Regional Reviews: Las Vegas
The lead character, Dr. Vivian Bearing, is a devoted scholar of 17th century poetry. Relentless in her pursuit of excellence, this iron lady rose to the pinnacle of her profession through unwavering dedication to intellectual achievement, which she demands not only of herself but also of her students; kindness and compassion are simply not in her vocabulary. Bearing's storied career comes crashing to a halt when she is diagnosed with stage 4 ovarian cancer. Ever the star pupil, she proudly agrees to subject herself to an aggressive course of chemotherapy which few patients can endure. This brings joy to her physicians, who are researchers first and caregivers a distant second. A lifelong dedication to cold intellectualism has steeled her for this experience, or so she thinks.
Edson's writing is brilliant. Bearing intellectualizes every aspect of her treatment, attempting to distance herself from the miseries and indignities to which she is subjected, while acknowledging that she has willingly allowed herself to be objectifieda human subject in a specimen jar. Much of the play is a monologue, in which Bearing breaks the fourth wall to provide ironic commentary. The surrealism is heightened by the hospital's PA system (nicely voiced by Brandi Blackman), through which the routine paging of doctors is coyly interspersed with John Donne quotes and assorted meta-commentaries, all delivered with a sameness of tone that provokes mental double-takes.
If a play about a cancer patient undergoing debilitating chemotherapy sounds rather static, A Public Fit's production is anything but. Under co-directors Ann-Marie Pereth and Joseph Kucan, the stage whirls with activity, a perfect metaphor for Bearing's carefully constructed life as it spins out of her control. The meticulous staging reflects A Public Fit's distinctive knack for dramatic choreographyfrom the physicians flying in and out on their castered office chairs to the marching squad of medical interns on their grand rounds to the spinning and shoving of Bearing's hospital bed as she experiences waves of nausea and disorientation.
Pereth and Kucan have assembled an excellent cast. As Bearing, Tina Rice is a revelation. Her performance is riveting; you literally cannot take your eyes off her. Every word she speaks is powerful and penetrating. She engages the audience with direct eye contact just as Bearing might zero in on her squirming students. In the flashbacks, Rice adroitly shifts from adult to child to eager young graduate student and back again.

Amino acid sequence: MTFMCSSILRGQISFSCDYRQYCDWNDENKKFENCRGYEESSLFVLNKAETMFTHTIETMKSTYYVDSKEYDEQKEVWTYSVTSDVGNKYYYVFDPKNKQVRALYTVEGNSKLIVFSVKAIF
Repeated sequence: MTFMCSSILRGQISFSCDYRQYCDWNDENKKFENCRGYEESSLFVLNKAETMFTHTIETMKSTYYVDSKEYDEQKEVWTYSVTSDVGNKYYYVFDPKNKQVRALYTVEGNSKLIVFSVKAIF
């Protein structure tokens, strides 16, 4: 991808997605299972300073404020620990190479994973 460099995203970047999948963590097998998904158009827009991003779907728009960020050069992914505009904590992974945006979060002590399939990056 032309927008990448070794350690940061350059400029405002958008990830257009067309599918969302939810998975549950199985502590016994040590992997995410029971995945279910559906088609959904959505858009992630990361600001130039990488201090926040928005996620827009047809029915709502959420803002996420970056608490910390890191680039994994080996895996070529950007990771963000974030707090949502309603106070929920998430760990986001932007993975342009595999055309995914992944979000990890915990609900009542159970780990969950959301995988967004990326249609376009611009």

Marcus Weiss gives a crisp and finely calibrated performance as Dr. Harvey Kelekian, the physician/scholar who conducts Bearing's chemotherapy as his gleeful grand experiment. So great is his alacrity that he is practically licking his lips as he explains to Bearing his proposed course of treatment. Yet he keeps his demeanor professional, if only to set an example for the overeager young physicians in his tow. Weiss neither overplays nor underplays his hand; he brings a special electricity to the stage.
Andrew Calvert also gives a strong performance, as Kelekian's young research fellow Dr. Jason Posner, an enthusiastic scientist whose tunnel vision makes him a spectacularly inept clinician. (Not surprisingly, he views mere clinicians with disdain.) He fumbles hilariously when faced with performing a pelvic exam on Bearing, his former professor. As her health declines, his inability to connect with patients on a human level becomes painfully clear.
Sabrina Cofield has a warm and natural stage presence as Susie Monahan, Bearing's primary nurse and the only medical professional who treats her as a human being. And Barbara King does a fine turn as Bearing's mentor and idol, Dr. E.M. Ashford.
Eric A. Koger's set design is minimalist yet powerful, with stark white walls that convey the hospital's sterility and double as classroom whiteboards; they also accommodate projections of literary quotes that complement the story. Overhead, the numbingly white ceiling tiles and recessed institutional lighting are equally devoid of warmth. In the midst of this coldness, Elizabeth Kline's lighting highlights the vitality of Bearing's fight for life, or, in the alternative, an unaccustomed wholeness.
Wit continues through November 19, 2017 (Thursday-Saturday at 7:30 pm, Saturday and Sunday at 2 pm) at The Usual Place, 100 S. Maryland Pkwy. (at E. Fremont St.), Las Vegas, NV. Stay after the show for The Buzz, a discussion with the cast and creative team. For tickets ($30 general admission, $25 seniors and students) or further information, go to www.apublicfit.org.
Additional Creative: Costume design by Mariya Radeva-Nedyalkova; sound design by John McClain.